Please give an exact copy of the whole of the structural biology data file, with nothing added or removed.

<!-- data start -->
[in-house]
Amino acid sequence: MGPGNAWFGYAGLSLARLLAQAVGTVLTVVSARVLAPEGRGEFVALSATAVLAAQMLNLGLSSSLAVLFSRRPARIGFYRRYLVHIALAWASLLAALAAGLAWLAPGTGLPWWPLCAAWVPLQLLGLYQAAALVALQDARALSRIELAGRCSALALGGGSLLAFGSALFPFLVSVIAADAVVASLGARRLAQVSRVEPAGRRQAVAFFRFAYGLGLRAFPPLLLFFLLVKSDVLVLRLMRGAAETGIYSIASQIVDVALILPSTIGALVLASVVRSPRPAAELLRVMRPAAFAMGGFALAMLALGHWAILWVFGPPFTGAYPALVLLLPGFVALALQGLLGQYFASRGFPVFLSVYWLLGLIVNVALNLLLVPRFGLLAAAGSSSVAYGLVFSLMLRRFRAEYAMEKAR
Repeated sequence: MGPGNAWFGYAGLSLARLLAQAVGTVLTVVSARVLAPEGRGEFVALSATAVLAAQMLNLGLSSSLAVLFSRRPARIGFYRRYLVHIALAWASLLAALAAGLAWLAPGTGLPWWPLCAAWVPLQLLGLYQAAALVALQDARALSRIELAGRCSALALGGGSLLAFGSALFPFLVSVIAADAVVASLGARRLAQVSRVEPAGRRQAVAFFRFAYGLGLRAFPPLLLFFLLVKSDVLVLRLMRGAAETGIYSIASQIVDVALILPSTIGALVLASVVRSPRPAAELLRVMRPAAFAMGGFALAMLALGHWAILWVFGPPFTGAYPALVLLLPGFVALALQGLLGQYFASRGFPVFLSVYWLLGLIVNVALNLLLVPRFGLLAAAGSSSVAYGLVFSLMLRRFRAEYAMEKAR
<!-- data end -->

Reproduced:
[in-house]
Amino acid sequence: MGPGNAWFGYAGLSLARLLAQAVGTVLTVVSARVLAPEGRGEFVALSATAVLAAQMLNLGLSSSLAVLFSRRPARIGFYRRYLVHIALAWASLLAALAAGLAWLAPGTGLPWWPLCAAWVPLQLLGLYQAAALVALQDARALSRIELAGRCSALALGGGSLLAFGSALFPFLVSVIAADAVVASLGARRLAQVSRVEPAGRRQAVAFFRFAYGLGLRAFPPLLLFFLLVKSDVLVLRLMRGAAETGIYSIASQIVDVALILPSTIGALVLASVVRSPRPAAELLRVMRPAAFAMGGFALAMLALGHWAILWVFGPPFTGAYPALVLLLPGFVALALQGLLGQYFASRGFPVFLSVYWLLGLIVNVALNLLLVPRFGLLAAAGSSSVAYGLVFSLMLRRFRAEYAMEKAR
Repeated sequence: MGPGNAWFGYAGLSLARLLAQAVGTVLTVVSARVLAPEGRGEFVALSATAVLAAQMLNLGLSSSLAVLFSRRPARIGFYRRYLVHIALAWASLLAALAAGLAWLAPGTGLPWWPLCAAWVPLQLLGLYQAAALVALQDARALSRIELAGRCSALALGGGSLLAFGSALFPFLVSVIAADAVVASLGARRLAQVSRVEPAGRRQAVAFFRFAYGLGLRAFPPLLLFFLLVKSDVLVLRLMRGAAETGIYSIASQIVDVALILPSTIGALVLASVVRSPRPAAELLRVMRPAAFAMGGFALAMLALGHWAILWVFGPPFTGAYPALVLLLPGFVALALQGLLGQYFASRGFPVFLSVYWLLGLIVNVALNLLLVPRFGLLAAAGSSSVAYGLVFSLMLRRFRAEYAMEKAR